“Lucecitas” shines bright for youngest kids at St. John the Baptist Parish, Perryopolis
By ELIZABETH SMITH
Julianna Mendez Baluch grew up attending many churches across the country as the daughter of a Navyman. As she married and started a family, Mendez Baluch joined St. John the Baptist Parish in Perryopolis—and quickly felt something was missing.
“At all of the Navy churches there was something for the younger families,” Mendez Baluch said. “Not having
a birth-through-age-5 program here was very lonely, as a mom. It was something I always expected for my kids, to make those friends and connections within the church that are so critical.”
This is how Lucecitas – a bilingual, early childhood program that means “little lights”—was born at St. John Parish. With the blessing of Father Rodolfo P. Mejia Jr., Mendez Baluch launched the program last year, which offers lessons and socialization in both Spanish and English for infants and young children, along with their parents.
Father Mejia said he immediately realized Lucecitas would offer vital programming to the St. John Parish community and “gave her the green light.”
“(Lucecitas) It is widening
human development with the idea that we should not be restricted to our very own language,” he said. “It also fills a need to better understand the faith, which was originally spoken in Greek, Arameic, Hebrew and then handed down to us in our modern language. So now, we bring the children to that: when the faith was spoken first.”
The inaugural session of Lucecitas included activities and lessons like songs, crafts, dancing, Bible stories tailored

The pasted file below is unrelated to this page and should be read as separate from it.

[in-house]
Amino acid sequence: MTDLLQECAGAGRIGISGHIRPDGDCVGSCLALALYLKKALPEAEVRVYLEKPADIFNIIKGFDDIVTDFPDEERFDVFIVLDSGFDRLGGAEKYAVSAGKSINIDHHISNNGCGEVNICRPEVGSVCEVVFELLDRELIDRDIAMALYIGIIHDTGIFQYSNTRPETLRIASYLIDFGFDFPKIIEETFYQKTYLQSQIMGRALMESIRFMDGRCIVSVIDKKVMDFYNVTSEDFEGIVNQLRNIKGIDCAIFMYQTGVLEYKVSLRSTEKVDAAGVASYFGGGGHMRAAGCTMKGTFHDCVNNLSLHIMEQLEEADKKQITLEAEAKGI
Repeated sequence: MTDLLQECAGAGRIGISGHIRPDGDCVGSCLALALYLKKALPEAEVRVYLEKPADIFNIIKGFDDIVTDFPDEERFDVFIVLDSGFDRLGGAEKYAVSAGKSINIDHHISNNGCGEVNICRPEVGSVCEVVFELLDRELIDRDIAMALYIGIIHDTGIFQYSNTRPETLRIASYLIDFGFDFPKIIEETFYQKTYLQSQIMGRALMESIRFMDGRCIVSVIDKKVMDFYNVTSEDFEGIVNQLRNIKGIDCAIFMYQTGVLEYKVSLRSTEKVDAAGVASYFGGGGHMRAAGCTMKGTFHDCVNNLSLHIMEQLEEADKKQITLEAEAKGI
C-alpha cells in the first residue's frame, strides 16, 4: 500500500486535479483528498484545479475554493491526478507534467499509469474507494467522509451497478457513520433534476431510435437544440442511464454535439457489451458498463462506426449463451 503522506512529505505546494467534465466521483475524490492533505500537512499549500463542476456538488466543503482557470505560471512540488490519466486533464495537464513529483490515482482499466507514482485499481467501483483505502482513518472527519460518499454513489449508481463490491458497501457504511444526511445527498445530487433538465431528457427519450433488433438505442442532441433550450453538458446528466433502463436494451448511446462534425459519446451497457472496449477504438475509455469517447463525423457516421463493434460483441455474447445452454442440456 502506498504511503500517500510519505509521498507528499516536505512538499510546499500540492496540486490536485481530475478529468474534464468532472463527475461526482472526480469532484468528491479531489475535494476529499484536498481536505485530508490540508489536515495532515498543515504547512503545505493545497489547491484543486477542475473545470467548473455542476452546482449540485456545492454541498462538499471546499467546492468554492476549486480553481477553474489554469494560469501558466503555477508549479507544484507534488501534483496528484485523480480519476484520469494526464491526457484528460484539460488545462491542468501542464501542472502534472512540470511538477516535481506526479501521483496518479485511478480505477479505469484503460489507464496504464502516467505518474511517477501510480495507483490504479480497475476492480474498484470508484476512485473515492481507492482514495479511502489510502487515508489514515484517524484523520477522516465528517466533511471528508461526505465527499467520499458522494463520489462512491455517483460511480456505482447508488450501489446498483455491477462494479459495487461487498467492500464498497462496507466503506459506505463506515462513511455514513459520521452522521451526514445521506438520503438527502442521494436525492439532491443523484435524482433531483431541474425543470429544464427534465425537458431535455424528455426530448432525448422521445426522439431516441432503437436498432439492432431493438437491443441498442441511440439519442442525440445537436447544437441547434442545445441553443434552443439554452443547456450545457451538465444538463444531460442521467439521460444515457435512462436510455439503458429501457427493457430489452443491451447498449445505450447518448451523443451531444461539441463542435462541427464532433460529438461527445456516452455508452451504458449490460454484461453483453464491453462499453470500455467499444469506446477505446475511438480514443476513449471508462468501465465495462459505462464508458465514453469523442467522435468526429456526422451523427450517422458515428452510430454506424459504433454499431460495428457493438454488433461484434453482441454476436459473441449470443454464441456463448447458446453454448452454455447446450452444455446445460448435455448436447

to each age level, Spanish vocabulary and speech, and science experiments. Mendez Baluch, who is a homeschool teacher to her three children, said exposing children early to both Spanish and the Catholic faith is key.
“Learning a language at a young age
teaches children a different way of thinking,” she said. “The younger you learn, the better you learn. Even if there is a gap, children will understand (foreign language) better when they are in high school because they have heard those sounds and can better process it.”
She added that she chose to call the program “Lucecitas” because “we all need to shine a light in the world.”
“Making positive connections and memories in the church helps people, even if they are not Catholic,” Mendez Baluch explains. “If we shine that light, people see that we are doing good and will think ‘your God is good.’ Then, if families join the church or children get baptized, hopefully that starts here with them feeling like this is a safe, nice place.”
As Lucecitas returns this fall, Mendez Baluch has a goal to ultimately create preschool for ages 4-6 with a more structured Spanish curriculum; a homeschool class for children in first through fifth-grade, also with set curriculum; and, a playgroup
class for birth through 6 that allows parents to relax, talk and let their kids play.
Lucecitas is free and open to the entire community, which Mendez Baluch said is critical.
“Everyone should have access to preschool socialization and a bilingual program,” she said. “I don’t want cost to be a barrier for families who might need it but can’t afford it.”